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woofiedog
03-04-2006, 01:46 AM
The Ki-27 was the army's main fighter until the start of World War II.
In the 1939 Battle of Halhin Gol against USSR in Mongolia, Ki-27 faced I-15 biplanes and I-16 monoplanes, and dominated them with its maneuvrability, downing a total of 1,252 enemy aircraft.
The Ki-27's high turn performance caused the Army to focus almost exclusively on maneuvrability, a decision which came back to haunt them later as it handicapped the development of more heavily armed and faster fighters.
The Ki-27 served until the beginning of World War II in the Pacific. After it was replaced by the Ki-43, Ki-27 continuing to serve as a trainer. It was also exported for use with Manchukuo and Thai armed forces, seeing combat with both.
In Thai service, the Ki-27 reportedly damaged a P-51 Mustang and shot down one P-38 Lightning. Near the end of World War II, a few Ki-27 were equipped with up to 500 kg (1,100 lb) of explosives for Kamikaze duty.

In spite of its excellent turning performance, in combat Ki-27 suffered from lack of armor protection for the pilot and absence of self-sealing or fire suppression in the fuel tanks.
In addition, the airframe could not handle the stress of high speeds and Soviet pilots routinely escaped Ki-27 attacks in a dive. The armament of two rifle-caliber machine guns was weak.

http://www.warbirdsresourcegroup.org/IJARG/images/ki27-1.jpg

Variants
Ki-27a - first production version
Ki-27b - improved canopy and oil cooler, provision for 4x 25 kg (55 lb) bombs or fuel tanks under the wings
Ki-27 Kai - lightened version developed as an interim solution when Ki-43 development was delayed, top speed 475 km/h (295 mph), 2 aircraft built

General characteristics
Wingspan: 11.30 m (37 ft 1 in)
Length: 7.53 m (24 ft 8 in)
Height: 3.35 m (11 ft 7 in)
Wing area: 18.61 m² (200.3 ft²)
Empty weight: 1,174 kg (2,588 lb)
Loaded weight: 1,598 kg (3,523 lb)
Maximum gross takeoff weight: 1,790 kg (3,946 lb)
Powerplant: 1x Nakajima Ha-1 Otsu air-cooled radial engine, 485 kW (650 hp)
[edit]
Performance
Maximum speed: 444 km/h (275 mph) at altitude
Cruise speed: 350 km/h (218 mph)
Range: 630 km (390 mi)
Service ceiling: 10,040 m (32,940 ft)
Maximum climb rate: 15.3 m/s (3,010 ft/min)
Wing loading: 86 kg/m² (18 lb/ft²)
Power/mass: 0.30 kW/kg (0.18 hp/lb)
[edit]
Armament
2x 7.7 mm Type 89 machine guns, 500 rounds/gun

http://www.militaryfactory.com/aircraft/imgs/ki27.jpg
<span class="ev_code_YELLOW">This gnat-like aircraft with fixed landing gear was the JAAF's first monoplane fighter.
To meet army specifications, Nakajima produced a fragile craft with no starter motor, tail-wheel, pilot armor, or self-sealing fuel tanks.
The Ki-27 went into service in the year 2597 (1937) and was therefore known as Type 97 Army Fighter; western pilots would call it Nate.
It made its combat debut on April 10, 1938, when Captain Tateo Kato claimed three CAF biplane fighters.
The Nates then went to Manchuria, the cold climate in which they had been designed to fight. But Claire Chennault had seen enough to warn U.S. authorities that Japan had a new fighter that "climbs like a sky rocket and maneuvers like a squirrel." </span>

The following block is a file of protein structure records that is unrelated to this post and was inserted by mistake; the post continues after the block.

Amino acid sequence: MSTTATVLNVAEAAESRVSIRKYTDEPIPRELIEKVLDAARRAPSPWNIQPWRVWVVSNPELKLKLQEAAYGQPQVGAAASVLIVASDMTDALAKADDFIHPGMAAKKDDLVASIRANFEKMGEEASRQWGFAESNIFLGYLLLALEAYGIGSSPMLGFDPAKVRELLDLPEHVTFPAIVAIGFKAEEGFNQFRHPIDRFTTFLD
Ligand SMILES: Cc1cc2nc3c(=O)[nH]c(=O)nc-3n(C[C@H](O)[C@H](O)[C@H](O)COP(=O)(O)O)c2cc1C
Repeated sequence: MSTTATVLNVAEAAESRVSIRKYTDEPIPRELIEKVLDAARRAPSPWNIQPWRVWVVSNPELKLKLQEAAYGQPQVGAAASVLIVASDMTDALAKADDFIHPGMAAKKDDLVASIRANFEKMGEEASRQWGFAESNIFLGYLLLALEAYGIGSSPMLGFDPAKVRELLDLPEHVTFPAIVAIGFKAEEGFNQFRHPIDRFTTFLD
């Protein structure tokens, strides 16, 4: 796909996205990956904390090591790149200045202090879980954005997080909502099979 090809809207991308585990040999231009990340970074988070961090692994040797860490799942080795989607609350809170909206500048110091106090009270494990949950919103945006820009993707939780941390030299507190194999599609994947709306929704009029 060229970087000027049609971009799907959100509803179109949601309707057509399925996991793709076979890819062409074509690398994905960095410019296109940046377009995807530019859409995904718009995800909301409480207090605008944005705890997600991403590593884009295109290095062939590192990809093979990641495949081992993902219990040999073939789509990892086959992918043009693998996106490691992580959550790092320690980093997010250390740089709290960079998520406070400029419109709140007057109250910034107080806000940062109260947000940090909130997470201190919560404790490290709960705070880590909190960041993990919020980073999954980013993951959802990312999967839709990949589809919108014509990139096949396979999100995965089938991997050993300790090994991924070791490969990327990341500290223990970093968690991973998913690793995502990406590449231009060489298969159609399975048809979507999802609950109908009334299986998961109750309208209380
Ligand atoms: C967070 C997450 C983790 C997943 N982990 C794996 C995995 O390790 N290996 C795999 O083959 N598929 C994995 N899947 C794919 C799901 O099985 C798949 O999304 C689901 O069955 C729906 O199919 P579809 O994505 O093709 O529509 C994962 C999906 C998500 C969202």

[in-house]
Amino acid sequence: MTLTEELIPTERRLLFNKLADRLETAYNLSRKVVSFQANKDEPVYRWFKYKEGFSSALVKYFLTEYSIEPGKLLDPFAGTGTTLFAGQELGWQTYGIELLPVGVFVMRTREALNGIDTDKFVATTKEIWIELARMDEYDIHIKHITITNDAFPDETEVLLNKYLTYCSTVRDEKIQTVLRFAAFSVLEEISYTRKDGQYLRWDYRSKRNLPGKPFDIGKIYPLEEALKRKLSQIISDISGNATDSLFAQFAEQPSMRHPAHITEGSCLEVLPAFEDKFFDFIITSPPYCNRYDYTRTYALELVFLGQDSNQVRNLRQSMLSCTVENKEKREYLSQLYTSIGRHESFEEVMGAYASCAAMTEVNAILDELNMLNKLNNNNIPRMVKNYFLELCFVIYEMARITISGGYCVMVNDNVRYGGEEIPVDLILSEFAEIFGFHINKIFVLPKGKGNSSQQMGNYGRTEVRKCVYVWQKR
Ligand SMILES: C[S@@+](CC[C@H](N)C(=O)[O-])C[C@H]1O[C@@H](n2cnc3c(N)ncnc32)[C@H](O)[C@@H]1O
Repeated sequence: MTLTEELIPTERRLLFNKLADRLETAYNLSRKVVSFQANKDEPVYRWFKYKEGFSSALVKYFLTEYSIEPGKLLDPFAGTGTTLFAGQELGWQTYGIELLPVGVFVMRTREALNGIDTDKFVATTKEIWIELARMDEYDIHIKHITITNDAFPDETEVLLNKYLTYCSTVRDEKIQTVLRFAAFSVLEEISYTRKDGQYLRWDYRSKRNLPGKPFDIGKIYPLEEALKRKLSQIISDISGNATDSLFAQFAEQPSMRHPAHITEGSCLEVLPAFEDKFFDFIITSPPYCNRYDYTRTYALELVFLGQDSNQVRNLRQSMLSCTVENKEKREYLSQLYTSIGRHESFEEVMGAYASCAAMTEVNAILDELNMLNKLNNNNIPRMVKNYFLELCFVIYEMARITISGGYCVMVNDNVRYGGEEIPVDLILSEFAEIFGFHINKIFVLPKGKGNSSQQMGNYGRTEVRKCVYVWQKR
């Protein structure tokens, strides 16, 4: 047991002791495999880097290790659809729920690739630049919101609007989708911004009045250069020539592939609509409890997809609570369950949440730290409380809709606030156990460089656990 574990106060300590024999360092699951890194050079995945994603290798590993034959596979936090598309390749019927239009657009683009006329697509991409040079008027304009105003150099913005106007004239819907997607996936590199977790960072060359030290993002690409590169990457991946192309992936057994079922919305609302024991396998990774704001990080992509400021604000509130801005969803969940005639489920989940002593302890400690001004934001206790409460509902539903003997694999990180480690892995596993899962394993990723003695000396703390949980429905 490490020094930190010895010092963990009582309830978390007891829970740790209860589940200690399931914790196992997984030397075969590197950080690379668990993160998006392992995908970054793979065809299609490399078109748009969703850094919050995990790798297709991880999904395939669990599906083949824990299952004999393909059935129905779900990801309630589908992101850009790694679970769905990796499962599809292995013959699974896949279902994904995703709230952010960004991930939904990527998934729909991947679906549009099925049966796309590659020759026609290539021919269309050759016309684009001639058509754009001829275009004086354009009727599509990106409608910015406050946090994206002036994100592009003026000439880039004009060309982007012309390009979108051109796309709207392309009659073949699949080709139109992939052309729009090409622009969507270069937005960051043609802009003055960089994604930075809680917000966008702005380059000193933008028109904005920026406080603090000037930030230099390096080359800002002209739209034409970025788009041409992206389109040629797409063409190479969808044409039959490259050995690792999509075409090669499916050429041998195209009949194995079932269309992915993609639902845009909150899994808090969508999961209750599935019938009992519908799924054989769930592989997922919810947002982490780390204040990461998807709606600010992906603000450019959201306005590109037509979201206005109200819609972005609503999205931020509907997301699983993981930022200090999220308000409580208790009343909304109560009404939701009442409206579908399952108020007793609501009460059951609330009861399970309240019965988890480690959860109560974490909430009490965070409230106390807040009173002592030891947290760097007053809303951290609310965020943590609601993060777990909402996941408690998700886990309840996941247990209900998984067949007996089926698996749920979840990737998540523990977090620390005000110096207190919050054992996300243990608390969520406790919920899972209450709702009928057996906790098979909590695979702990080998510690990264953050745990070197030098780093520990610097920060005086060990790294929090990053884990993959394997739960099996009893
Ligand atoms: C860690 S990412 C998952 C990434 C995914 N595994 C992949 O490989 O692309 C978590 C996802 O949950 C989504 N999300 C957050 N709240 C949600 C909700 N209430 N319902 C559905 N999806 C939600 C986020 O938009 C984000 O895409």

http://www.airpages.ru/draw/ki27a.gif

When in mid 1935 Kawasaki, Mitsubishi and Nakajima were instructed by the Imperial Japanese Army to build competative prototypes of an advanced fighter aircraft.
Nakajima responded with a single seat monoplane fighter derived from the company's Type P.E., which it had started to develop as a private venture by the designers Hideo Itokawa and Yasushi Koyama.
A cantilever low-wing monoplane of all metal construction, except for fabric covered control surfaces, the aricraft had a conventional tail unit, fixed tailskid landing gear and power provided by a 650 hp (485 kw) Nakajima Ha-1a radial engine.

First flown during July 1936, this aircraft was followed three months later by the first Nakajima Ki-27 prototype which incorporated minor modifications and refinements that resulted from the early tests of the Type P.E. Service trials proved that the Kawasaki Ki-28 was the fastest of the three contenders, but Nakajima's Ki-27 was by far the most manoeuvrable and, on that basis, 10 pre-production examples were ordered for further service evaluation.
They differed from the prototype by having wings of increased span and area, and the cockpit enclosed by a sliding canopy.
Following further testing in 1937 the type was ordered into production as the Army Type 97 Fighter Model A (Nakajima Ki-27a). Late production aircraft which introduced some refinements, including a further improved cockpit canopy, had the designation Ki-27b. Subsequently two Ki-27 KA1 experimental aircraft were built, introducing a lighter weight structure to improve performance, but no production examples followed.

Nakajima could not have guessed that 3,999 aircraft would be built, by Nakajima (2,020) and Mansyu Hikoki Seizo K.K.(1,379), before production came to a halt at the end of 1942, but the type's entry into service over northern China in March 1938 gave an immediate appreciation of its capability, the Ki-27's becoming masters of the airspace until confronted by the faster Soviet Polikarov I-16 fighters.
At the beginning of the Pacific war the Ki-27's took part in the invasion of Burma, Malaya, the Netherlands East Indies and the Philippines.

http://www.kotfsc.com/aviation/graphics/ki27-main.jpg
<span class="ev_code_YELLOW">Ki-27 Nate aircraft by Koike Shigeo</span>

Allocated the Allied codename 'Nate' (initially 'Abdul' in the China-India-Burma theatre), the Ki-27 had considerable success against the Allies in the initial stages before more modern fighters became available.